Article 14: Guardian of Right to Equality before Law and Equal Protection of Law under the Indian Constitution


Article 14 of the Indian Constitution guarantees equality before the law and equal protection of the laws to all persons within the territory of India[1]. It embodies the general principle of equality and prohibits unreasonable discrimination between persons[2]. Article 14 is one of the pillars of the Indian Constitution and a part of the basic structure which cannot be abrogated even by a constitutional amendment[3].

Historical Background of Right to Equality and Article 14

The concept of equality before law owes its origin to the English Common Law and the Magna Carta[4]. The rule of law propounded by AV Dicey included the principle of equality before the law[5]. The barons of England compelled King John to sign the Magna Carta in 1215 AD which guaranteed this principle[6].

The equal protection clause finds its origin in the 14th amendment to the US Constitution[7]. It provides that no State shall deny to any person within its jurisdiction the equal protection of the laws[8]. This clause has been extensively interpreted by the US Supreme Court in its jurisprudence[9].

The framers of the Indian Constitution adopted principles from the US and UK and incorporated Article 14 to provide for both equality before law and equal protection of laws[10].

Scope and Application of Right to Equality under Article 14

Article 14 applies to all persons within the territory of India, including citizens, non-citizens, corporates, juristic persons etc[11]. It applies against State action and not private action unless there is sufficient nexus with the State[12]. Both substantive and procedural laws are subject to Article 14[13]. The right under Article 14 is available against arbitrary executive action also[14].

The essence of Article 14 has been described as a “constitutional goal of equal justice”[15]. It aims to establish an egalitarian social order without any discrimination[16]. The overarching principles of governance in Article 14 are fairness, non-arbitrariness, non-discrimination and rationality in State action[17].

Equality Before Law under Article 14

Equality before law means that among equals, the law should be equal and should be equally administered[18]. It implies that people in similar circumstances should be treated alike both in privileges conferred and liabilities imposed by laws[19]. There should not be any special privilege to any person on the basis of birth, creed, sex, religion etc[20].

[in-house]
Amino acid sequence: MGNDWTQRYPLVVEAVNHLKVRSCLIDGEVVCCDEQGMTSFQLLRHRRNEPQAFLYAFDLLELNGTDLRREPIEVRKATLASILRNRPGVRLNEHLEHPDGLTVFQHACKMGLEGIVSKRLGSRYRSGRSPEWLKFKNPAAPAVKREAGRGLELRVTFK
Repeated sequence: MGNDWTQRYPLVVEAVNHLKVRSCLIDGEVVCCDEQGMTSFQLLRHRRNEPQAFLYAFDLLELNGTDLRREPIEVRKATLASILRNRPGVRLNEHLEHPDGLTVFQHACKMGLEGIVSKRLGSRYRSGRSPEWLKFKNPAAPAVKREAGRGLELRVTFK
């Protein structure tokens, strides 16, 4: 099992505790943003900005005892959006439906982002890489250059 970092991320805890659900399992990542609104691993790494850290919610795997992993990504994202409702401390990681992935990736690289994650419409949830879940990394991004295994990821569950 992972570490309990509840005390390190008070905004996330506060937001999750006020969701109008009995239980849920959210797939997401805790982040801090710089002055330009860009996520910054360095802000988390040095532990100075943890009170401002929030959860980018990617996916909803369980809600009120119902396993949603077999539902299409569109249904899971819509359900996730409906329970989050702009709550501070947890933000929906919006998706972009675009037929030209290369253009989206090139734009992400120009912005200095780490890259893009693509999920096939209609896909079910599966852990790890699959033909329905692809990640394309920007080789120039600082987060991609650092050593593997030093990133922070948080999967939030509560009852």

This doctrine was expounded by Dicey as a principle of Rule of Law[21]. It ensures that every person is subject to the jurisdiction of ordinary courts irrespective of his/her status or position[22].

This principle acts as a check on the arbitrariness of the rulers and requires the law to be certain and predictable in application[23]. However, identical treatment to unequals may lead to inequality[24].

Equal Protection of Laws under Article 14

Equal protection requires State to enact equal laws and provide adequate safeguards against discrimination[25]. The State cannot discriminate based on impermissible criteria[26]. However, reasonable classification is permitted based on rationale differentia[27].

This doctrine mandates equality of treatment in equal circumstances[28]. It permits State to classify persons for legitimate governmental objectives but such classification should be reasonable and have nexus with the objective sought[29]. The essence of this principle is “like should be treated alike”[30].

Inter-relationship between the two expressions of Article 14

The two principles aim to establish equal justice, the former in a negative way and the latter in a positive way[31]. Equal protection of laws is wider in scope and includes equality before law[32]. Classification of persons for differential treatment is permitted subject to Article 14[33].

The differences between equality before law and equal protection of laws have blurred over time and courts use both principles interchangeably to strike down arbitrary laws[34].

Reasonable Classification as a Reasonable Restriction on Article 14

Article 14 permits reasonable classification based on intelligible differentia which distinguishes between those included and excluded from the class[35]. Such differentia must have rational nexus with the object sought to be achieved[36].

The twin tests for valid classification were laid down in the case of Anwar Ali Sarkar[37]. The criteria evolve and vary with times[38]. Classification should not be arbitrary but be based on some “intelligible differentia” or real differences[39]. The Supreme Court has applied several criteria to determine reasonableness[40].

  1. Firstly, a single person can be classified as a class based on unique circumstances applicable only to that person[41].
  2. Secondly, there is a presumption in favor of constitutionality of statutes and burden is on those challenging it to prove unreasonableness[42].